The Tanzu Python Buildpack supports several popular configurations for Python apps.
The Python CNB (Cloud Native Buildpack) allows you to specify a version of CPython 3 (reference implementation of Python 3) to use during deployment. This version can be specified via the
BP_CPYTHON_VERSION environment variable during build. When specifying a version of CPython, you must choose a version that is available within the buildpack. The supported versions can be found in the release notes.
You may set
BP_CPYTHON_VERSION using a platfrom-specific option, or using a
project.toml as shown in the following example:
[build] [[build.env]] name = "BP_CPYTHON_VERSION" value = "3.6.*" # any valid semver constraints (e.g. 3.6.7, 3.*) are acceptable
Specifying a version of CPython is not required. In the case this is not specified, the buildpack will provide the default version, which can be seen in the
The Tanzu Python Function Buildpack that provides a Python function invoker application for executing functions.
This buildpack will participate if any of the following conditions are met:
The buildpack will do the following if detection passed:
To get started you'll need to create a directory where your function will be defined.
From within this directory we require a few files to properly detect this as a Python function:
The function handles either HTTP or CloudEvents based on the parameter's name and type. Only the following arguments are accepted:
|event||CloudEvent||Entire CloudEvent object||event|
|data||CloudEvent||Data portion of CloudEvent object||event.data|
|payload||CloudEvent||Data portion of CloudEvent object||event.data|
|attributes||CloudEvent||All CloudEvent keys and values as dictionary|
|req||HTTP||Entire HTTP request (flask)||request|
|request||HTTP||Entire HTTP request (flask)||request|
|body||HTTP||Body of HTTP request (flask)||request.get_data()|
|headers||HTTP||HTTP request (flask) headers||request.headers|
|$BP_FUNCTION||Configure the function handler. Defaults to func.main.|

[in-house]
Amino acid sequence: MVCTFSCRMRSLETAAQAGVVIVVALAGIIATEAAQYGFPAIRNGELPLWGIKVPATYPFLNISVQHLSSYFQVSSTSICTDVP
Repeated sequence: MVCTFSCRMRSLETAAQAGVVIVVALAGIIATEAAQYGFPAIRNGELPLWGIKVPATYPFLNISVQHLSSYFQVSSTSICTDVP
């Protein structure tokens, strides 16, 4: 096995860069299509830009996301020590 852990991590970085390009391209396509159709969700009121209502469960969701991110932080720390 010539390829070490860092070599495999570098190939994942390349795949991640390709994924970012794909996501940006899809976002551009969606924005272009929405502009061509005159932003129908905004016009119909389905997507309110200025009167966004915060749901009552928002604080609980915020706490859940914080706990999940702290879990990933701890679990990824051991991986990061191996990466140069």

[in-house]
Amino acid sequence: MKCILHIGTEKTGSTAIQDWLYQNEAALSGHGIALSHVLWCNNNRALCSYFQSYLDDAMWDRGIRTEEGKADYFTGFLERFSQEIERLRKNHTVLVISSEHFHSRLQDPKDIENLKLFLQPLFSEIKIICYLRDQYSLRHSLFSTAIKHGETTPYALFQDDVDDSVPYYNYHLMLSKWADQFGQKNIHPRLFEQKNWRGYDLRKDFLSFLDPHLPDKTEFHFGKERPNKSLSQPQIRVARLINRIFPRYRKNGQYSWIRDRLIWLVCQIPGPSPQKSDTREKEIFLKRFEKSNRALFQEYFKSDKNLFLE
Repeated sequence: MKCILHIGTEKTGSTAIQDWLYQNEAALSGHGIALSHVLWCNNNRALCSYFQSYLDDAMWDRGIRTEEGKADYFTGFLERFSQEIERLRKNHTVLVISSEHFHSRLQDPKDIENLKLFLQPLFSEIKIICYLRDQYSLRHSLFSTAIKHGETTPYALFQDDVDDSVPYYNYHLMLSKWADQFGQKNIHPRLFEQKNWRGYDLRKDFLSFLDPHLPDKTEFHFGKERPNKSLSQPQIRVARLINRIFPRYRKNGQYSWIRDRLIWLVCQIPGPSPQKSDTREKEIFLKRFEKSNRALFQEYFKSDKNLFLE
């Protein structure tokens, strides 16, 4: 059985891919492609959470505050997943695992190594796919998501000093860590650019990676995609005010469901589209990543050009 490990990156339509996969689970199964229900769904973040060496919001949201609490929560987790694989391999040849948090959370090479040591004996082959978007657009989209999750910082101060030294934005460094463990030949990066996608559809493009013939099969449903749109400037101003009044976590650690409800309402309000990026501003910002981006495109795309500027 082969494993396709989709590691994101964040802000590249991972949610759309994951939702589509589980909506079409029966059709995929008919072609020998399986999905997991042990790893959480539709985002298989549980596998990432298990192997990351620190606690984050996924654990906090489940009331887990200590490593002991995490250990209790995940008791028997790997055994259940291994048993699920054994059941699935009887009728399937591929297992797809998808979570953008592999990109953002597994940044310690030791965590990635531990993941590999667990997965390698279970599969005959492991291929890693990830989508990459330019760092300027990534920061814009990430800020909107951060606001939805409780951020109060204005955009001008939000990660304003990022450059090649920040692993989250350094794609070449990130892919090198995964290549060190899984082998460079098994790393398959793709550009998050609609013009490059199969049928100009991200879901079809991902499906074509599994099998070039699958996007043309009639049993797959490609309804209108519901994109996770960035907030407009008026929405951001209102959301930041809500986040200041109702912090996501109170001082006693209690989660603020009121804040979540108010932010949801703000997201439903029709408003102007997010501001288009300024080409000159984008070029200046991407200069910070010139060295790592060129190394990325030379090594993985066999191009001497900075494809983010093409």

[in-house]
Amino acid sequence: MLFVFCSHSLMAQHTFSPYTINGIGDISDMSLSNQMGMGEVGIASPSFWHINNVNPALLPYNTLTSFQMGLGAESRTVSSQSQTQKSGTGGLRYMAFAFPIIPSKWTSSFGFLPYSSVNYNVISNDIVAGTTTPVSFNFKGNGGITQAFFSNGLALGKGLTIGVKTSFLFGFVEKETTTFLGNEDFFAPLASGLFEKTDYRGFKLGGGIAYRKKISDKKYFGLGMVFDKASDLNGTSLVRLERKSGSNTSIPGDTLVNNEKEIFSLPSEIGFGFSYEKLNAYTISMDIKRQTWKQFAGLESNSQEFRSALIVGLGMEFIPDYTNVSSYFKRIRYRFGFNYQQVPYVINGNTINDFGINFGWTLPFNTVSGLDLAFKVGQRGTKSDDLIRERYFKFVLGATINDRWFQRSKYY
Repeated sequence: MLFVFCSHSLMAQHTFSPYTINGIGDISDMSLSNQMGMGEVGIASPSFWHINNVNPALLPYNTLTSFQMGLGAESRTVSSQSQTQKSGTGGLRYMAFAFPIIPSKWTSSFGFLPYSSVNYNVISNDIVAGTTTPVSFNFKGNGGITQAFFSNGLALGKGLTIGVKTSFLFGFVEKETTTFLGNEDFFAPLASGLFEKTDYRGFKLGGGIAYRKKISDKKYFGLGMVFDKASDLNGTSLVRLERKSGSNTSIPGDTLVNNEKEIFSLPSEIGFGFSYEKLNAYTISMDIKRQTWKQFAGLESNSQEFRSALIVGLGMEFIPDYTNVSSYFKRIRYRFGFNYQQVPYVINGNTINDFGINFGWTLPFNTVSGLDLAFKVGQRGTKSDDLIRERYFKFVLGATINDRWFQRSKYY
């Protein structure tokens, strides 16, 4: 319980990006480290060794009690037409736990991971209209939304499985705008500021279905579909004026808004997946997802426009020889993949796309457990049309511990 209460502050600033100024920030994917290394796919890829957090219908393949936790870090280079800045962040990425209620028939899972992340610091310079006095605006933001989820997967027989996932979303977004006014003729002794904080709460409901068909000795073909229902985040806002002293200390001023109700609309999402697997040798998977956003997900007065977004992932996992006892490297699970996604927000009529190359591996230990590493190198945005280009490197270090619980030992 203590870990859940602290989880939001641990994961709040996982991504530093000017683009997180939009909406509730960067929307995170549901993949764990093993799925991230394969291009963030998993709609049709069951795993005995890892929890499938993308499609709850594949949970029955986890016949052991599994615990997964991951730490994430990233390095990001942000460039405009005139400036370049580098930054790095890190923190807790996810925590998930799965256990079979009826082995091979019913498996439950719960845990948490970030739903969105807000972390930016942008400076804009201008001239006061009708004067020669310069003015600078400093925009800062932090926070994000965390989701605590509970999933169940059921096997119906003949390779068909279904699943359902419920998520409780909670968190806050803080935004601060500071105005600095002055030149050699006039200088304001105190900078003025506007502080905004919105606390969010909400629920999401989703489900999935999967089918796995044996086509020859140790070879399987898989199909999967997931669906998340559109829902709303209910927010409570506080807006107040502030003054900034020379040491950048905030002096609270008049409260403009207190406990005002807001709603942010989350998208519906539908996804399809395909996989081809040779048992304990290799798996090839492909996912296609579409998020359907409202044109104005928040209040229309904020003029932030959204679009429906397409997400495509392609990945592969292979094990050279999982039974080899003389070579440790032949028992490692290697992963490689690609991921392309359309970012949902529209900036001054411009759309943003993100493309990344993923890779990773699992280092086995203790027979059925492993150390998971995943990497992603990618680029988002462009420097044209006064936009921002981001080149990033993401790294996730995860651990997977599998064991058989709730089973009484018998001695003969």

The Python Invoker has health endpoints exposed by healthz. By default, the path is found at localhost:8080/healthz/live or localhost:8080/healthz/ready.
If you want to quickly start writing your functions, take a look at the functions samples in the [application accelerators samples repo](vmware-tanzu/ application-accelerator-samples).
With the Python CNB, there are four options available for package management depending on your application:
You can find specific information for each option below.
Pip is a popular option for managing third-party application dependencies for Python apps. Including a valid
requirements.txt file at the root of your app source code triggers the pip installation process by the buildpack. The buildpack will install the application packages and make it available to the app.
The buidpack allows you to configure the version of Pip to be used in the installation process. You can set this using the
$BP_PIP_VERSION variable during build. When specifying a version of Pip, you must choose a version that is available within the buildpack. The supported versions can be found in the release notes.
In order to use the Python CNB offline, you may follow these steps to vendor pip packages in your app using miniconda.
cd <pip-app> pip download -r requirements.txt --no-binary=:none: --dest vendor --platform linux_x86_64 --no-deps
This downloads all dependencies to a directory named
vendor which the buildpack can use to perform offline installation.
Pipenv is another common option for managing dependencies. Including a valid
Pipfile file at the root of your app source code triggers the pipenv installation process by the buildpack. The buildpack will install the application packages and make it available to the app.
The buidpack allows you to configure the version of Pipenv to be used in the installation process. You can set this using the
$BP_PIPENV_VERSION variable during build. When specifying a version of Pipenv, you must choose a version that is available within the buildpack. The supported versions can be found in the release notes.
The buildpack also takes into consideration the Python version requirement specified by
BP_CPYTHON_VERSION takes precedence over this as discussed in this section above.
Miniconda is a package management and environment management system supported by the Python buildpack. The builpack will create or update a conda environment from an
environment.yml file or a
package-list.txt file located at the root of the app source code.
Configuring a version of miniconda is not supported.
In order to use the Python CNB offline, you may follow these steps to vendor python packages in your app using miniconda.
conda install conda-build
environment.ymlfile in the root of your app
CONDA_PKGS_DIRS=vendor/noarch conda env create -f environment.yml -n <env_name>
conda index vendor